Taxes generally are amongst the highest in the world but the community seems broadly to accept them because it is confident that the government will spend the tax money for worthwhile purposes and with equity.
In Denmark there are two or three strong parties and four or five other significant parties. No party has won an outright majority since 1901. No single party has formed a government alone since 1982. With multi parties, negotiation and compromise is essential. The record shows that new governments maintain the thrust of previous government policies although making changes around the edges.
Capitalism is given a fairly free hand and there is acceptance that firms will go bust. But the Danes and others go all out to protect the most valuable resource, their human capital. People who lose their jobs through structural change are given good income support and meaningful retraining.
The Danes have excellent schools and government funded and free health care. They root out corruption and rent seekers. If only we would do the same! Denmark has one of the most liberal labor markets in Europe with a very high rate of social mobility. In information technology and the internet they are ahead of most. 79% of eligible men work and 72% of eligible women work. Child care is readily available. The Danish gross government debt as a proportion of GDP is well below the US and Europe.
In Denmark there is a strong tradition of different classes getting along with each other which is not surprising with such a small population (5 million) and a strong neighbour like Germany to the south.
The absolutist monarchy took serious note of the French Revolution and decided that their survival depended on not resisting democracy and living modestly. Politicians think that it is smarter to be seen riding a bike to work rather than using a government limousine.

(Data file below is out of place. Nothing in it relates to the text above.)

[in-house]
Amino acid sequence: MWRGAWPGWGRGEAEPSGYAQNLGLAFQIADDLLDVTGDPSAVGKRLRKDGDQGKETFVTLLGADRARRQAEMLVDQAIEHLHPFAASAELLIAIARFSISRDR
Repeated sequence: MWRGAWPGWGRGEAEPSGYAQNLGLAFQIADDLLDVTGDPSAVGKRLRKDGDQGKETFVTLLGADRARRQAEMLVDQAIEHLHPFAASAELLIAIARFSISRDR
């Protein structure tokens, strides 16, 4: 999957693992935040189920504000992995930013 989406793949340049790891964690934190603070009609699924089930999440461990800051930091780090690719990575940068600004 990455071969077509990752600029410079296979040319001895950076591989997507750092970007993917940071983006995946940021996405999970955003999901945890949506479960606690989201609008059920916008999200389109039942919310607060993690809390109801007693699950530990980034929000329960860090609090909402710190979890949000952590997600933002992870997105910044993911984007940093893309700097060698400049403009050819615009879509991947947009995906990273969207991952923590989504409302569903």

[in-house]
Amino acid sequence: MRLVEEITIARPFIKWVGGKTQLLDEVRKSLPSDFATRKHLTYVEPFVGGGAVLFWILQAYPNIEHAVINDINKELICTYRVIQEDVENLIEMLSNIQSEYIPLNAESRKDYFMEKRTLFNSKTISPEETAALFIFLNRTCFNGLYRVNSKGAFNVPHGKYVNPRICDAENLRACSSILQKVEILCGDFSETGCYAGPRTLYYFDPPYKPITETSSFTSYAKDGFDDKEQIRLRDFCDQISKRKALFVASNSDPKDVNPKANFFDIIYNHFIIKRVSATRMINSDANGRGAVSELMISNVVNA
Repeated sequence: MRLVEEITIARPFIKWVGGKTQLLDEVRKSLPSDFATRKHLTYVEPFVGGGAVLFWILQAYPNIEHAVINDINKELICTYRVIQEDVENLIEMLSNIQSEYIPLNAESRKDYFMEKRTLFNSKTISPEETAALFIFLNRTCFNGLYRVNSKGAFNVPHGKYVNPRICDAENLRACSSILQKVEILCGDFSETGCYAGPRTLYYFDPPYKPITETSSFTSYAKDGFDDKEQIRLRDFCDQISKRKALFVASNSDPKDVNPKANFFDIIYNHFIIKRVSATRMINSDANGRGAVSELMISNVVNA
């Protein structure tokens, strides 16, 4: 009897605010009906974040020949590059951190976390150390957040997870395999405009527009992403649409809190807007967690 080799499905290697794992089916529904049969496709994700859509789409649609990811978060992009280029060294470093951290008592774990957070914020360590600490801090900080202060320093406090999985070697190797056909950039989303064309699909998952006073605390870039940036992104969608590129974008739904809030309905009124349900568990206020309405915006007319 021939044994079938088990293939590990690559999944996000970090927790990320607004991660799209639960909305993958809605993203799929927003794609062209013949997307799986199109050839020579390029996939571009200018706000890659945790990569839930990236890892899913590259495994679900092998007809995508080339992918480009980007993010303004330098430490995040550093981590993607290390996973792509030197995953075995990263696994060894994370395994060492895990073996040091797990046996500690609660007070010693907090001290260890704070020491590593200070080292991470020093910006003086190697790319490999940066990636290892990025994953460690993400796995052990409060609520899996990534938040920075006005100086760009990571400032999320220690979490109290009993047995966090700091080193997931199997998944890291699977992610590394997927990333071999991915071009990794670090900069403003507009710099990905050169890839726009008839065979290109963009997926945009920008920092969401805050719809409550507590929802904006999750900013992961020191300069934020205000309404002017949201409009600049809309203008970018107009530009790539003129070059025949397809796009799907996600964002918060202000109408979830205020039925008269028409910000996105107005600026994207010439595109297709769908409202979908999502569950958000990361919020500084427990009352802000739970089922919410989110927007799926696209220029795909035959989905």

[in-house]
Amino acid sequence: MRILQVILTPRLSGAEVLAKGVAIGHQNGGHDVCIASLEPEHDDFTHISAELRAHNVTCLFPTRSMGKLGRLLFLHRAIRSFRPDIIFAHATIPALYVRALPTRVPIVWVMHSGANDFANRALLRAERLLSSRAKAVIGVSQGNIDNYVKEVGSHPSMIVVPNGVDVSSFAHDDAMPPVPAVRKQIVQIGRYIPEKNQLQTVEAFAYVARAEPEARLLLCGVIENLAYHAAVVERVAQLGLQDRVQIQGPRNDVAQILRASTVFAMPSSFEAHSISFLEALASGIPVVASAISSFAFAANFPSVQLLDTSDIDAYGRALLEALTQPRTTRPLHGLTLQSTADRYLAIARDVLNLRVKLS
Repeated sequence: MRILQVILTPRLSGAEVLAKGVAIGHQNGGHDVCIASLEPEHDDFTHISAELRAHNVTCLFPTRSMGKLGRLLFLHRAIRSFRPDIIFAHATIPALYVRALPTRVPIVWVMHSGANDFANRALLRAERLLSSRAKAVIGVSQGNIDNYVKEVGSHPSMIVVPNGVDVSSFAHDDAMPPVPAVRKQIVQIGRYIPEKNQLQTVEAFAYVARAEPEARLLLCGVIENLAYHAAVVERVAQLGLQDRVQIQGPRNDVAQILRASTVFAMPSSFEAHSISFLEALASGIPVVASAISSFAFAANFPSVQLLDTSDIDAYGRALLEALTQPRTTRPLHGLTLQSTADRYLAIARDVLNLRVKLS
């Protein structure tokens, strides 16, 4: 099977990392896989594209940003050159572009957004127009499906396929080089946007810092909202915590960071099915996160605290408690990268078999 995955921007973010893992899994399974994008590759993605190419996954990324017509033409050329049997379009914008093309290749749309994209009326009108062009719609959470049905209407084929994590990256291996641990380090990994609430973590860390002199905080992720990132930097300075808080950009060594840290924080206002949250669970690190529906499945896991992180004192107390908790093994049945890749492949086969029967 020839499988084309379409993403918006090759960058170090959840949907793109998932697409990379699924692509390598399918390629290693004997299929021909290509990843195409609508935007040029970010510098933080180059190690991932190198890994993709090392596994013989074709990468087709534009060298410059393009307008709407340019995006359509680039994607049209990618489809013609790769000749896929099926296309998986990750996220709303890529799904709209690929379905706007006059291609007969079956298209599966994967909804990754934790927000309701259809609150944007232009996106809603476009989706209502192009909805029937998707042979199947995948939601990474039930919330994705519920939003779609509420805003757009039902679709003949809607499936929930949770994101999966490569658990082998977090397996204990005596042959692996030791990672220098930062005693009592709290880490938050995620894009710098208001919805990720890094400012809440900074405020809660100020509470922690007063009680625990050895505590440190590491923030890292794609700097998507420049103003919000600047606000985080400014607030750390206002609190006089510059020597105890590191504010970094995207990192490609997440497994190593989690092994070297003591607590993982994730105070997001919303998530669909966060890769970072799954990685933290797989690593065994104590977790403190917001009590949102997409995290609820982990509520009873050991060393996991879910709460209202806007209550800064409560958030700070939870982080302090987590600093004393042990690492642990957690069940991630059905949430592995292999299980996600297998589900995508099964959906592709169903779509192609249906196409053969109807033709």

The Nordic model is still work in progress with many changes necessary with I suspect more means testing. But they have probably reached the future ahead of others and are grappling with problems that others will face in the years ahead.
The major stain on public life in Denmark, as it is with so many other countries in Europe, and even in far-away Australia, is the xenophobic attacks against refugees and migrants by political conservatives. Only last weekend in neighbouring Sweden the anti-immigration party, Sweden Democratic, polled 13% of the vote.
In my next postcard from Denmark, I will try to describe why the Nordics and Denmark in particular have been so successful, despite high taxes, generous social services and more recently, significant increases in refugees at least compared with the size of their populations.
Obviously organisation is easier in countries with small populations, but I suspect that the most important reason for Denmark’s success is good government. The Danish people see government not as a dead hand or the purveyor of red tape, but very largely an enabler of opportunity and freedom.